2. Of course you wouldn’t catch the chiro you mentioned (nor any other chiro) administering vaccinations because they aren’t qualified to do so. One of the reasons why I find it so amusing when a doctor wannabe rails against medications they don’t even have authority to prescribe.

  3. I find it fascinating that he equates L-dopa with vaccines. Especially as there is no vaccine in existence that uses L-dopa.

    That aside, there was that bit of a bother back in 1918. Not a big deal, only 500 million people sickened, between 50 and 100 million killed, but it’s not a big deal and we should ignore that possibility.
    After all, the 1918 Spanish Influenza Pandemic was due to the increased global travel from the first world war. We don’t have that much global travel now, do we?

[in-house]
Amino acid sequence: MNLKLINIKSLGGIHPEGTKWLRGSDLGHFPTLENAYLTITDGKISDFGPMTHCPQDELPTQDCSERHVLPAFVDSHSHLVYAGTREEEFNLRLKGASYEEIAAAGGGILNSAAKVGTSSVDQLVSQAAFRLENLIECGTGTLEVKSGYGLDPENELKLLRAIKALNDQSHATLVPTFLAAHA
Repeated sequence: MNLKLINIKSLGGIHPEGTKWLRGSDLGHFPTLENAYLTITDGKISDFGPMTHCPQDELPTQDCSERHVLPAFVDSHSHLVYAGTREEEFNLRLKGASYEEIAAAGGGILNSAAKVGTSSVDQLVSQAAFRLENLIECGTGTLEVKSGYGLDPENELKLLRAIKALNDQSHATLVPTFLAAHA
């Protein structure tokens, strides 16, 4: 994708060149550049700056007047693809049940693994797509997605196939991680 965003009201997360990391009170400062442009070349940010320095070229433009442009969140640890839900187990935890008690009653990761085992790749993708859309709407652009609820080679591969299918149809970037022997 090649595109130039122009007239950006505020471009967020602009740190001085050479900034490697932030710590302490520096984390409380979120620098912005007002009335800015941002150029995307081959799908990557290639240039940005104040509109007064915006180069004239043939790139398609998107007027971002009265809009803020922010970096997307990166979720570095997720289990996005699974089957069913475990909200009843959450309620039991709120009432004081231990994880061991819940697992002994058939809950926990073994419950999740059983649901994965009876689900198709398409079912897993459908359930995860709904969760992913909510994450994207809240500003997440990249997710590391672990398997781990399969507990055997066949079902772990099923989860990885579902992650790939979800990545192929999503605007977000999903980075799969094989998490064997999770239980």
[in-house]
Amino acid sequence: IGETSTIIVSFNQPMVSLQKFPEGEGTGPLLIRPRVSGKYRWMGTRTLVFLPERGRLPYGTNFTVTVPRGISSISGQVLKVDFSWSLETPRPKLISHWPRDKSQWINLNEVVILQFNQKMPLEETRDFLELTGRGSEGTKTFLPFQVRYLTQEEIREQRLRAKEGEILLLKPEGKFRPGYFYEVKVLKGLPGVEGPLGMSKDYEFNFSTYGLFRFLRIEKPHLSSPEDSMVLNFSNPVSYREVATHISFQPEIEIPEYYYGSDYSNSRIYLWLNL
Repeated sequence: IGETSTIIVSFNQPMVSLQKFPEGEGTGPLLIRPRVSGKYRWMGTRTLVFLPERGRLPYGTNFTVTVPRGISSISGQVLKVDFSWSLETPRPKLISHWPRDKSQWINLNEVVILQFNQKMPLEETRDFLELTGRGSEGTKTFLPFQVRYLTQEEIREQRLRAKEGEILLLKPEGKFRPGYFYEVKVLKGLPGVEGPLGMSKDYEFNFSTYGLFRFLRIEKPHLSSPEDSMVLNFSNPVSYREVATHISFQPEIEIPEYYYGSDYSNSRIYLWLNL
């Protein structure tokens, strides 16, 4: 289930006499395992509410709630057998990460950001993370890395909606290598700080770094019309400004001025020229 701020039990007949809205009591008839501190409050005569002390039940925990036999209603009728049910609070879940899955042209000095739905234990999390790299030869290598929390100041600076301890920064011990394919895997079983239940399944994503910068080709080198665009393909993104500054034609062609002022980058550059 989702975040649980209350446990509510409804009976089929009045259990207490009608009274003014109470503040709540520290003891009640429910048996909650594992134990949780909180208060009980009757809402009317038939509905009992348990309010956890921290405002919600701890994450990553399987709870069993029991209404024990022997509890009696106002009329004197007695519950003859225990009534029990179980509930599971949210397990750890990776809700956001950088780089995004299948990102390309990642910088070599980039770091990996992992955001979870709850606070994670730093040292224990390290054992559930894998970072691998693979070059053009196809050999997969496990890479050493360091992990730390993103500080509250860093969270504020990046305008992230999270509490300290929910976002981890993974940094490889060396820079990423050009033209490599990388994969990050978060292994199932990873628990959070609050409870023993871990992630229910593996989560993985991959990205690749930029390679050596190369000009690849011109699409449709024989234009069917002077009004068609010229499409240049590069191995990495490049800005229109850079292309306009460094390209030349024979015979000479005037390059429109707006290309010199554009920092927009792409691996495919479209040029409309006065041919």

Birds now stay home as well, right?

    Ironically, this week’s MMWR directly disproves the idiot PhD’s nonsense.

    I believe that his PhD is in history.

      • I’ve been on the mailing list for decades.
        An interesting article this week was three deaths due to lyme carditis. I was surprised that such a slow moving infection was missed for long enough to cause death.
        Once symptoms of carditis became apparent, a blood culture should have revealed the organism.

      • Well, that most certainly qualifies him as an expert in History, Anthropology, and Science, Technology and Society.
        Where in that list is medicine or epidemiology?

        Apparently, the quality of education from MIT has significantly lowered. Critical thinking is no longer taught there, to judge from that individual.

Comments are closed.